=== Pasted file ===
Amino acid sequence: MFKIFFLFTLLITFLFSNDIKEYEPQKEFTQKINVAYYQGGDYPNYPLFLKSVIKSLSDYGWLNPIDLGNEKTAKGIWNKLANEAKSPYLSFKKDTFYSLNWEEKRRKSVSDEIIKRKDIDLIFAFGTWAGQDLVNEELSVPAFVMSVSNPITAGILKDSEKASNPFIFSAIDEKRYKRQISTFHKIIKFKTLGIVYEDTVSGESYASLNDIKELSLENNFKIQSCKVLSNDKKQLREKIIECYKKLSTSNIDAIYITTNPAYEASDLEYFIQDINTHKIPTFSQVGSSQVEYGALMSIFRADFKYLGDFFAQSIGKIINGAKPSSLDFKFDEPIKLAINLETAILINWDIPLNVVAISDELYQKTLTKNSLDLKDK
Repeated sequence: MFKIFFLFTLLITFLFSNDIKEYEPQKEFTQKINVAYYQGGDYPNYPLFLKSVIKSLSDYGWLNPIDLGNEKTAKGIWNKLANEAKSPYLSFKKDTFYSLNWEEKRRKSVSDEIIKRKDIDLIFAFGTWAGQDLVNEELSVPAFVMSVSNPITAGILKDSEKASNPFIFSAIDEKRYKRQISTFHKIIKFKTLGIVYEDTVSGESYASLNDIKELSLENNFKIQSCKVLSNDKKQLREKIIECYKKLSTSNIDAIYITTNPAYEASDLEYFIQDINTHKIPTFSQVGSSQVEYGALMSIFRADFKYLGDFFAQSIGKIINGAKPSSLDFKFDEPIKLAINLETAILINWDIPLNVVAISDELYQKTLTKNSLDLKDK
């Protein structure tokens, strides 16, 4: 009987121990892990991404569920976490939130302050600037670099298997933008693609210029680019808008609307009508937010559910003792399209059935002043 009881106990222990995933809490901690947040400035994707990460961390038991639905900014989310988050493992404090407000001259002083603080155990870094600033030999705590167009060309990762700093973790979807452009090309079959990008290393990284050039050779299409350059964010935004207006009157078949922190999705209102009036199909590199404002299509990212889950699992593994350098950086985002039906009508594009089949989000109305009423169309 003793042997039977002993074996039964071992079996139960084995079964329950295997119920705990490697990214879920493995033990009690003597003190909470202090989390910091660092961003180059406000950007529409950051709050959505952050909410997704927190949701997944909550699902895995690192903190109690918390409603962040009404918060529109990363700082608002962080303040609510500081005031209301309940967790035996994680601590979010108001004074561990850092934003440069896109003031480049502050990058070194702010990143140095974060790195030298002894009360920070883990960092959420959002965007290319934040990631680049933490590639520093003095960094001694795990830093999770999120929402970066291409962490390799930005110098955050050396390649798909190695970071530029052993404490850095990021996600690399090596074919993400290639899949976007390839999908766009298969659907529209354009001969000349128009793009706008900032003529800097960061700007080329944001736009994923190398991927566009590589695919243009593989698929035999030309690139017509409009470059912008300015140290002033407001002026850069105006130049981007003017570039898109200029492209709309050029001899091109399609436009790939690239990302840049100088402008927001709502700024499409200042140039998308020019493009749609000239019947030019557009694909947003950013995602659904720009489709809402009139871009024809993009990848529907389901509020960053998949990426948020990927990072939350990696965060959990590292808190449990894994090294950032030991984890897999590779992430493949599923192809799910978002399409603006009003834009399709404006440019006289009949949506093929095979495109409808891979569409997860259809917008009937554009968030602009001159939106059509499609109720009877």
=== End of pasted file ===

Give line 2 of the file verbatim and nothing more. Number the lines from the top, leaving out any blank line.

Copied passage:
Repeated sequence: MFKIFFLFTLLITFLFSNDIKEYEPQKEFTQKINVAYYQGGDYPNYPLFLKSVIKSLSDYGWLNPIDLGNEKTAKGIWNKLANEAKSPYLSFKKDTFYSLNWEEKRRKSVSDEIIKRKDIDLIFAFGTWAGQDLVNEELSVPAFVMSVSNPITAGILKDSEKASNPFIFSAIDEKRYKRQISTFHKIIKFKTLGIVYEDTVSGESYASLNDIKELSLENNFKIQSCKVLSNDKKQLREKIIECYKKLSTSNIDAIYITTNPAYEASDLEYFIQDINTHKIPTFSQVGSSQVEYGALMSIFRADFKYLGDFFAQSIGKIINGAKPSSLDFKFDEPIKLAINLETAILINWDIPLNVVAISDELYQKTLTKNSLDLKDK